Wim Wenders’ documentary film, Anselm, delves into the life and meteoric career of painter and sculptor Anselm Kiefer. The 3D film retraces how the artist established himself as a giant of the contemporary art world. It is a testament to the seventy-eight-year-old artist’s commitment to his vision of humanity, spirituality and how we deal with history.

Wenders has taken remarkable care in realising this artistic epic. I watched it in 3D glasses at the Sydney Film Festival premiere, the whole time wondering if these were really necessary. As in most art presentations now, the need for entertainment and spectacle creeps in—but hey, this was a theatre, so I went along with it. Wenders’ film focuses on the monumentality of Kiefer’s work and the sheer breathtaking ambition of scale. Rather than simply documenting the artist’s oeuvre, the director sets you up to “experience” Kiefer’s sculpture and paintings. Early on, we watch Kiefer ride an old bicycle around his massive studio hanger in Croissy-sur-Seine, on the outskirts of Paris, surveying miles of stacked works in varying unfinished states–alluding to the artist’s depth of ambition and engagement with his ideas.

The director constructs flashbacks to Kiefer’s development as a child, scrawling maps and architectural drawings in a small nondescript bedroom attic in his childhood home. The child’s character is played by Anton Wenders, the director’s grand-nephew. The young Anselm Kiefer is also portrayed by Kiefer’s son Daniel. He shows footage of Kiefer’s home town in ruins in 1945 during World War II, the year of the Kiefer’s birth. The bombed German cities, rubble, images of a rebuild that surrounded a young Kiefer as he grew up. It’s not hard to make the associations of the ruinous tactility and surface buildup in the future artist’s artworks. Kiefer himself has said, “Rubble is the future. Because everything that is will pass. There’s a wonderful chapter in Isaiah with the verse: ‘Over your cities grass will grow.’ This saying alone always fascinated me, even when I was a child.”

After a false start in law, Kiefer turned his love of art and passion for poetry into a career. The film quotes verse by Paul Celan, a great Romanian poet and lifelong source of inspiration for the artist. Celan experienced the horrors of the concentration camps, having been forced to work at one and losing his parents at another. Kiefer says, “Celan does not merely contemplate nothingness; he has experienced it, lived through it . . . ’only poems are real they are matter in the abyss of antimatter.’”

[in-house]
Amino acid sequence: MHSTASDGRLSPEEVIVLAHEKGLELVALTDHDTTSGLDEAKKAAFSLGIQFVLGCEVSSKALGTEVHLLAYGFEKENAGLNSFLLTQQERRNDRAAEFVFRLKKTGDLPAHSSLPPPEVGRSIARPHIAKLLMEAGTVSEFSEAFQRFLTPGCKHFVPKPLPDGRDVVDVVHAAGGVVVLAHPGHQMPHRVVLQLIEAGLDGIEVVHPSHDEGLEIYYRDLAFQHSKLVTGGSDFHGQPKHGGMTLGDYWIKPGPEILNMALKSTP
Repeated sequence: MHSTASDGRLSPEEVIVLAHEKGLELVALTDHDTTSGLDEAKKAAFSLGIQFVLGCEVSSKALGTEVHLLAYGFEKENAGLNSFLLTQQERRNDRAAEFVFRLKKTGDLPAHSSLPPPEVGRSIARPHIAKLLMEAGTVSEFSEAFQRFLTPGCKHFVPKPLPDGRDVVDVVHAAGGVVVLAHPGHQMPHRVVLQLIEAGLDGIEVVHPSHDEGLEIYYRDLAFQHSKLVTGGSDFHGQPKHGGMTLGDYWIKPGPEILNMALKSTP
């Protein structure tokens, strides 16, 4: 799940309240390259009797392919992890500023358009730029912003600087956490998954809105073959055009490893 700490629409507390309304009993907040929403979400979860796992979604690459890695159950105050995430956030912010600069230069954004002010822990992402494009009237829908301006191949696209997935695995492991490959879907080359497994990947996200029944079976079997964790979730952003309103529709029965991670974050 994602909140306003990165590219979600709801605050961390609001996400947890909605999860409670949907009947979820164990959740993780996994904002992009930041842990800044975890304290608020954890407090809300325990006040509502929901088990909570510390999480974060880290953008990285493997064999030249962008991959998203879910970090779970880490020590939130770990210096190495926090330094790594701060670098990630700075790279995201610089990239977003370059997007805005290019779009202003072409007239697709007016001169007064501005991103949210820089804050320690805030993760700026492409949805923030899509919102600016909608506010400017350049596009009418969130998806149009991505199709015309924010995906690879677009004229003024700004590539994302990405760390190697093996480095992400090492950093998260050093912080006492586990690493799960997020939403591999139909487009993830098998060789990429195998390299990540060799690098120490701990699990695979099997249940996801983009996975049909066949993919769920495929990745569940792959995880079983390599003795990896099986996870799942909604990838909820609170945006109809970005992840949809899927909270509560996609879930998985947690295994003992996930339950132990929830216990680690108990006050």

Kiefer is seen studying under the tutelage of German artist Joseph Beuys, moving on to cut a swathe in the art world on his own merits, with his dissection of Germany’s historical dark past and skewering of Fascist and Nazi iconology. He was often criticised for dealing with the Holocaust, and we see a young Kiefer defending his art to critics. The film highlights the elder artist’s later reluctance for interviews. As a greying artistic statesman, Kiefer now speaks eloquently and sparingly after years of poking.

The process of destruction and trust in the accident are important elements of Kiefer’s practice. We see him using flamethrowers to torch and distress his materials, pouring molten lead over surfaces and throwing clay, plaster, paint and/or straw onto massive canvases. Wenders took two years to film this process, delivering a beautifully poetic documentation.

Kiefer comes alive as the human architect of these awe-inspiring works. Through clever drone cinematography his monumental works in the landscape are given even more poetic weight. Wenders carefully manoeuvres through and around the colossal sculptures on one of Kiefer’s previous properties, in Barjac, near Nîmes in the south of France. Tomb-like towers that reach up to nowhere, empty ruined vaults and lonely statues of headless goddesses—such as the mythic, demonic, female outcast Lilith—inhabit the windy, quiet scenery. Wenders is a fan but maintains a careful distance and respect for the work. In an interview with Charlotte Pavard from the Festival de Cannes, Wenders says, “I’ve been always impressed by the immense scope of his work, reaching deep into history, astronomy, philosophy, biology, physics, and myths. There are no limits to his palette or his imagination.”

The film is more than a documentary. It’s a moving and captivating encapsulation of Kiefer’s work and the arc of a great career. A tribute to a visionary artist and filmic record, not to be missed by serious art lovers who are unconcerned with fashionable celebrity. It’s purely about how great art is formed.

This review was originally published in Artist Profile, issue 65 
Since premiering at the Cannes Film Festival in May 2023, Anselm is on view in select cinemas worldwide in 3D and 6K-resolution. Distributed through Janus Films and Sideshow.
Runtime 93 minutes.

Latest  /  Most Viewed  /  Related